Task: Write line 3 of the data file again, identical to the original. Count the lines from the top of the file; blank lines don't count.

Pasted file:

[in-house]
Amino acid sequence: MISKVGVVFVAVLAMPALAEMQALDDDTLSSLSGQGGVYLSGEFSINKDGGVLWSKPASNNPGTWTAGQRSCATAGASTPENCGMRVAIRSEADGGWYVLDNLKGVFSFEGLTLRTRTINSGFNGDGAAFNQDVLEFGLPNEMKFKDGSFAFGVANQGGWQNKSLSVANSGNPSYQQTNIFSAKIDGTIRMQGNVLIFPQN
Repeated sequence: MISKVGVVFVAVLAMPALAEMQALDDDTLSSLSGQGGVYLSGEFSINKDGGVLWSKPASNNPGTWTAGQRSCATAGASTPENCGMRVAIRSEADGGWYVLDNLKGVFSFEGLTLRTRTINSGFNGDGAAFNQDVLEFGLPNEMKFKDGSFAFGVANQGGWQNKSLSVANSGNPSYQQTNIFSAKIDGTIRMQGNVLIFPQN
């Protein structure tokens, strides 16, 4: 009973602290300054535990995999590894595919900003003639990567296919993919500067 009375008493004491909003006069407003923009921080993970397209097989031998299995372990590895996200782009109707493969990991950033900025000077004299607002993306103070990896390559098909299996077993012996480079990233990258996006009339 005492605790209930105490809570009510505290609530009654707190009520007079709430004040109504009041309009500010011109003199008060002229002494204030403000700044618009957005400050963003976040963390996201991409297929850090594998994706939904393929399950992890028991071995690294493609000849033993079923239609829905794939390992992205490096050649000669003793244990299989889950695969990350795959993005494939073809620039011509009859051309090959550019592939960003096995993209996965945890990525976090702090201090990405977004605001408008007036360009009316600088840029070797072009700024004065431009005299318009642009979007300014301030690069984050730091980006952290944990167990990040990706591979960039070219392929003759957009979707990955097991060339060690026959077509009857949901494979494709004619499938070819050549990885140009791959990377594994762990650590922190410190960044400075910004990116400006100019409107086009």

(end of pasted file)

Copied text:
Repeated sequence: MISKVGVVFVAVLAMPALAEMQALDDDTLSSLSGQGGVYLSGEFSINKDGGVLWSKPASNNPGTWTAGQRSCATAGASTPENCGMRVAIRSEADGGWYVLDNLKGVFSFEGLTLRTRTINSGFNGDGAAFNQDVLEFGLPNEMKFKDGSFAFGVANQGGWQNKSLSVANSGNPSYQQTNIFSAKIDGTIRMQGNVLIFPQN